Joe Bussell · Frags

Joe Bussell: Frags at the Nerman Museum of Contemporary Art continues the institution’s forward-facing practice of bringing the art of our time into conversation with the ideas and challenges of the same.

Former Museum Director and Chief Curator Bruce Hartman has selected twenty-one of more than fifty works in the Frags series by Joe Bussell, who holds a BFA in painting from the University of Kansas and MFA in both painting and ceramics from Washington University, St. Louis. Both traditions are boldly present in this body of new work that is formally dynamic, emotionally complex, strangely compelling, and rich in ideas and allusions to modernism, postmodernism, the culture wars, and the histories of sculpture and painting.

Each Frag disguises its reincarnation, masquerading as layered concrete, stone, or plaster. What we are looking at is an object formed from layers of acrylic house paint discarded at the Johnson County hazardous waste facility where the artist volunteered and from which they were scavenged. Objects embedded in these layers of paint are often plastic ones, upcycled from a Goodwill store; a neon orange pupu platter gingerly finds its place as the base for Frag #3. “I think plastic is absolutely the right material to be working with now, because there is so much of it,” Bussell asserts.

“In the process of making 2-D or 3-D, I always add what makes sense and subtract what doesn’t. That is usually in the context of formal elements. In the case of the Frag series, the materials I add represent the different parts of my history, dreams, or memories. I want the additions to finish the psychological loop and have aesthetic resonance.”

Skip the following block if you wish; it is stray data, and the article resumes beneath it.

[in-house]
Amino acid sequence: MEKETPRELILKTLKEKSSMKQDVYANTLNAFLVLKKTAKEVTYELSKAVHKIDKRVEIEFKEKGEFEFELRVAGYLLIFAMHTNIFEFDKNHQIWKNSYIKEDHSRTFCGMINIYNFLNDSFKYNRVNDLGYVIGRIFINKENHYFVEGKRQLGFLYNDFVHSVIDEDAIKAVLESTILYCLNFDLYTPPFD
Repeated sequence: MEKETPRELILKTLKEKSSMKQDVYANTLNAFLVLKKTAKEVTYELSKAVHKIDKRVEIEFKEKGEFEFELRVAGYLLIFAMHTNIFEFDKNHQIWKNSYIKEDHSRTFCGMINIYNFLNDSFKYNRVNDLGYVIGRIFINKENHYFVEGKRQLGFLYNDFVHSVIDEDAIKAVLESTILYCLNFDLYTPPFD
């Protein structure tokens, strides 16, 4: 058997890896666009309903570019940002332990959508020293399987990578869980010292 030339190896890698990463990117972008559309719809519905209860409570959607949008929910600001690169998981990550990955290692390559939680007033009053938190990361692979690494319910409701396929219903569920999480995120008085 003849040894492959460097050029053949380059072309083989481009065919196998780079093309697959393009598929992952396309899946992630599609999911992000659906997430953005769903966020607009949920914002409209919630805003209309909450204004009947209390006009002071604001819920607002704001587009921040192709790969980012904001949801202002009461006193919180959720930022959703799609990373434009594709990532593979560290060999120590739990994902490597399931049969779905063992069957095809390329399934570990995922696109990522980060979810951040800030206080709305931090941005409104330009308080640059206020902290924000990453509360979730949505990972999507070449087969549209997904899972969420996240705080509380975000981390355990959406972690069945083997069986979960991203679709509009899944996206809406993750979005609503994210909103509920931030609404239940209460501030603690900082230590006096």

The acrylic house paint from which the Frags are primarily sculpted—“solid, liquid, and in between”—has been utilized and manipulated in a variety of ingenious manners reflecting the artist’s history as both a painter and ceramicist. Remains of desiccated paint were wrenched from the bottom of gallon buckets, cast and cured, becoming the cylindrical discs from which Frag #2 finds its monolithic form. Paint that was still fluid was poured dozens of times onto now-camouflaged chicken wire in Frag #1, each layer allowed to dry until after many weeks a new form altogether has been created.

When pressed on how he knows a work is finished, Bussell replied with marvelous self-awareness, “Do we talk about instincts? Collective consciousness? Things that we cannot put in black and white? At some point, I create a full narrative that is still only telling part of the story.” The story is only told when it is heard; the work is alive when it is experienced in the gallery. The vibrancy, intelligence, and ingenuity of the Frag objects find an ideal setting and cadence, gathered together atop a low plinth and cosseted within a violet aura within the McCaffree Gallery at the Nerman Museum.

— Exhibition essay written by Barbara O’Brien, independent curator and critic, Milwaukee, Wisconsin.